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Merrill Audio THOR Mono Block Amplifiers Review
Plinius Hautonga Integrated Amplifier Review
KEF R700 Loudspeaker Review
Marantz SA-14S1 SACD Player & DSD DAC Review
Genesis G7c Loudspeakers
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Monday, 07 April 2003 ,  Written by Scott Selter
Swedish Radio (SR) has announced that it will start Digital Video Broadcasting (DVB) multi-channel test transmissions from the Sirius 2 satellite, using DTS’ Coherent Acoustics compression/decompression algorithm. The 24-hour, free-to-air broadcast service will be transmitted across Europe using both the Nordic and European beams of the Nordic Satellite AB (NSAB) Sirius 2 satellite (5 degrees East), on 12.245.34 MHz Vertical and 12.379.60 MHz Horizontal, respectively. The test period will also include terrestrial transmissions over DVB-T supplied by Teracom. “We want to use this opportunity to test what we call High Definition Radio,” says Bosse Ternstrom, SR Senior Sound Engineer/Producer. “The acceptance of 5.1 from the consumer market, along with great sound quality possibilities, now and in the near future, has encouraged us even more.”
Monday, 31 March 2003 ,  Written by Scott Selter
Years ago, the Proceed brand was used by Madrigal (owned by Harman International) for more affordable and/or experimental AV components in their high-end product lineup. Today, Proceed is respected as one of the elite brands in all of high-end AV, but after a disastrous run at making a high-performance DVD-Video transport called the PMDT, Madrigal has decided to end the Proceed brand name by merging it, in part, with the Mark Levinson brand. Select Proceed components will now be re-badged under the Mark Levinson brand, including the AVP2+6 preamp, the CVP2 video switcher and the HPA2 and HPA 3 power amplifiers. Gone will be the PMDT DVD machine, ironically, soon after Madrigal finally smoothed out the software bugs that plagued the unit. Other Proceed components that will not make the cut are the BPA2, BPA3 and the AMP5 amplifiers.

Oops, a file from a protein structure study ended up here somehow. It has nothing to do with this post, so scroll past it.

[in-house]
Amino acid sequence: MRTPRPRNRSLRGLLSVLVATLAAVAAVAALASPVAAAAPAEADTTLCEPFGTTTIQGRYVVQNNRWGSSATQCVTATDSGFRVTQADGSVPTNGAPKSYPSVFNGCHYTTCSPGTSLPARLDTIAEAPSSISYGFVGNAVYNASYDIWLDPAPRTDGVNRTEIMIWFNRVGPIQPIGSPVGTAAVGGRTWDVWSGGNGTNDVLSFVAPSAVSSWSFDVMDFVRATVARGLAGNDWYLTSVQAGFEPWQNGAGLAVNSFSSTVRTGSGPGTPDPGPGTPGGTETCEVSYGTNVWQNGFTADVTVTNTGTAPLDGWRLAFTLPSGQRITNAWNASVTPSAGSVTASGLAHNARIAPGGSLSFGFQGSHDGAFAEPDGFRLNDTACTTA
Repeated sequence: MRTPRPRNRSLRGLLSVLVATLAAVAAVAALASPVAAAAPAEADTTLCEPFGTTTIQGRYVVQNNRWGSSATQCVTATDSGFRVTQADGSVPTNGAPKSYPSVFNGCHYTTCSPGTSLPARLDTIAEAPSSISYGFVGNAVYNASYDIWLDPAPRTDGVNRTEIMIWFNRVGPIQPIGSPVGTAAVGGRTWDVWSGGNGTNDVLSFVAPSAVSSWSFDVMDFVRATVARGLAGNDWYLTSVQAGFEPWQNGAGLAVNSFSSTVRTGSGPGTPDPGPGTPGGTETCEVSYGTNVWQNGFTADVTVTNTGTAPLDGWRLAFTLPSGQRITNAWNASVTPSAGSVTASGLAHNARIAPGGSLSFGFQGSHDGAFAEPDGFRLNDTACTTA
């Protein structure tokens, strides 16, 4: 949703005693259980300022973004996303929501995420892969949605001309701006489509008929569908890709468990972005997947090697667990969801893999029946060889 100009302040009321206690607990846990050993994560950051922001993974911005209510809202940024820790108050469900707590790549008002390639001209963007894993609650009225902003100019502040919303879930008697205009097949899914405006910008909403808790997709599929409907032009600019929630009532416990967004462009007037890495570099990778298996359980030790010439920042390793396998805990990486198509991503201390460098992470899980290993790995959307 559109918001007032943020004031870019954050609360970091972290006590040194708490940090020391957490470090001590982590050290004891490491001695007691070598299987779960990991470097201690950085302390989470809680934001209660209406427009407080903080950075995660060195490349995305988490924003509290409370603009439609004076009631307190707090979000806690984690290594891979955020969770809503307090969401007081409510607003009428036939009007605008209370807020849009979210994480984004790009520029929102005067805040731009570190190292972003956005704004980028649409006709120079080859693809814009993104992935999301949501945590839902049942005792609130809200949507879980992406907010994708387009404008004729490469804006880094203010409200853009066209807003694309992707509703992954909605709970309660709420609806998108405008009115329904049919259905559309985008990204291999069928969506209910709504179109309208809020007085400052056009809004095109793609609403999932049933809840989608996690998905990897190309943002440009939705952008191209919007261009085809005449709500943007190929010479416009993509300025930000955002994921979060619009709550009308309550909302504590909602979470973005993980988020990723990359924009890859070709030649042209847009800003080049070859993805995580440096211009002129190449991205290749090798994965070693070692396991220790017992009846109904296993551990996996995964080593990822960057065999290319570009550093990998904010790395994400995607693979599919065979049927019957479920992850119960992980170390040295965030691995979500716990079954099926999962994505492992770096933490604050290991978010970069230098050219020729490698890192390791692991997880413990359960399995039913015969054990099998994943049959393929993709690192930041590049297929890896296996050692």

Friday, 21 March 2003 ,  Written by Jerry Del Colliano
Last week, D&M Holdings (the parent company of Denon and Marantz) bought up the old-school, high end company, McIntosh. This week they have their sites set on a more GenX acquisition in SONICblue. SONICblue is the U.S. company behind TiVo competitor, ReplayTV and RIO MP3 devices and is currently bankrupt. D&M Holdings has made a non-binding acquisition proposal to acquire these assets for $40 million, less up to $5 million of certain assumed liabilities to be determined by D&M and subject to further adjustments. SONICblue is supposedly going to sell off its other brands at auction. While the deal is not 100 percent guaranteed to go down, it seems likely to workout. This will result in D&M having the start to a true electronic empire consisting of companies that increasingly control more and more of the consumer market across multiple demographics. ...
Thursday, 13 March 2003 ,  Written by Scott Selter
D&M Holdings Inc. have announced that it has agreed to acquire McIntosh Laboratory, Inc., from Clarion Corporation of America, a subsidiary of Clarion Co. Ltd., a manufacturer of car audio and electronics. Financial terms of the acquisition were not disclosed. McIntosh, a 53-year-old company based in Binghamton, N.Y., designs and manufactures high-end audio, home theater and car audio products and has annual revenue of approximately $25 million. The financial impact on D&M Holdings is not expected to be material in fiscal 2002 ending on March 31, 2003, but it is expected to be accretive in fiscal 2003.
Monday, 03 March 2003 ,  Written by Jerry Del Colliano
One of the great pleasures during my college years at the University of Southern California in the early to mid-1990s was going out as many as five nights a week with my buddies to shop for CDs in Hollywood. We’d make it a habit to be at Tower Records on Sunset Boulevard at midnight on Monday nights waiting for new releases from our favorite artists. The next night, we would be tearing through the used bins at Penny Lane Records in Westwood. Most of what we were doing, in a pre-Napster, pre-affordable CD-burner era, was speculating on new artists and/or more obscure albums. With limited financial resources but a seemingly incurable thirst for new music, there were risks. Often a new Prince (he was a symbol then) record would come out and it was a real stiff. That makes your $18 (with tax) investment worth $6 in store credit – if you are ...
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